A Very un-Sevillano Summer

I knew I had become the proverbial ‘fish out of water’ (or perhaps toro out of España) when I hopped in the car for the first time yesterday. My mom’s van was parked on an incline, and I was nervous it would roll unless I gave the accelerator a hard kick when I threw it into reverse. I reached for the gear shift to find a stack of magazines.

Oh, right, Americans drive automatic cars. I should probably not rest my left foot on the brake, then.

It’s going to be a long, strange summer back in the Grand Old Republic.

As a teacher, I relish in my two months off. Over the past seven school years, my vacaciones have allowed me to explore other parts of Spain, walk the Camino de Santiago, visit friends and family at home in Chicago and attend world-famous festivals.

At 9:30 pm on June 30th, the Novio picked me up from work and drove me straight to a friend’s bar for a celebratory beer. I had fifteen days before returning to Chicago, and my sister was coming to visit. I’d spend the morning working on COMO Consulting issues, and after a long, midday siesta, he and I would pick out paint colors and furniture for the dream house we just bought before deciding to just have a beer as the nights cooled off. Just your average veranito in Seville.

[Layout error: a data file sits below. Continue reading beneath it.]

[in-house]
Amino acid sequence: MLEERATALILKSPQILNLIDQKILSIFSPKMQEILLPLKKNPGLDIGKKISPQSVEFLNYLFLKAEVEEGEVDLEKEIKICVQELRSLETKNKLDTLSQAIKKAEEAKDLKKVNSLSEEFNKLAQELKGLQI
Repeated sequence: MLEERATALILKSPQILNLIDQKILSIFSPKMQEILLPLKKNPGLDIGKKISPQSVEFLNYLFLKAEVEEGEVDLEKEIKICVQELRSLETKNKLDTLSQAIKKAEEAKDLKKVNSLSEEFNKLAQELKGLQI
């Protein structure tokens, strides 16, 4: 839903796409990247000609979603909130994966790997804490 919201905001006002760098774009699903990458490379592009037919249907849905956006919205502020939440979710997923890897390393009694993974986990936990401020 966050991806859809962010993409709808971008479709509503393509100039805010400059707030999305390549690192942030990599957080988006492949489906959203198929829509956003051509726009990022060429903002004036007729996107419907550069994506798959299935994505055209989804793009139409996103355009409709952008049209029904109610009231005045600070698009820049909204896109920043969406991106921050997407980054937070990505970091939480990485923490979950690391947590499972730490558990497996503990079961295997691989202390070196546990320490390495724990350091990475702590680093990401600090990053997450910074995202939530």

And then the mierda hit the fan we didn’t even need to turn on because it wasn’t even hot there yet. Expat life, man.

On July 1st, I made my annual trip to the unemployment office to ask for a bit of financial help during my vacations. During July, I’m normally in La Coruña directing a summer camp to be able to make it through August without regular pay, and with a new, unfurnished house in the mix, I needed a bit of a cushion.

Per usual, I was sent away and asked to come back the following morning, first thing. On the 2nd, Manolo took a crawling 80 minutes to enter my new data into the INEM’s system. Little did I know that this would be merely the start of a stressful summer.

My summer days in Spain follow a strict routine: waking up early to run errands before the midday sun hits, returning home and drawing all the shades, making yet another batch of gazpacho, treating myself to a four-hour nap/going to the pool, and finally having a few beers somewhere in la calle when it’s finally cool out, or even a drink at a terrace bar. Weekends at the pool or the beach, depending on how lazy we feel.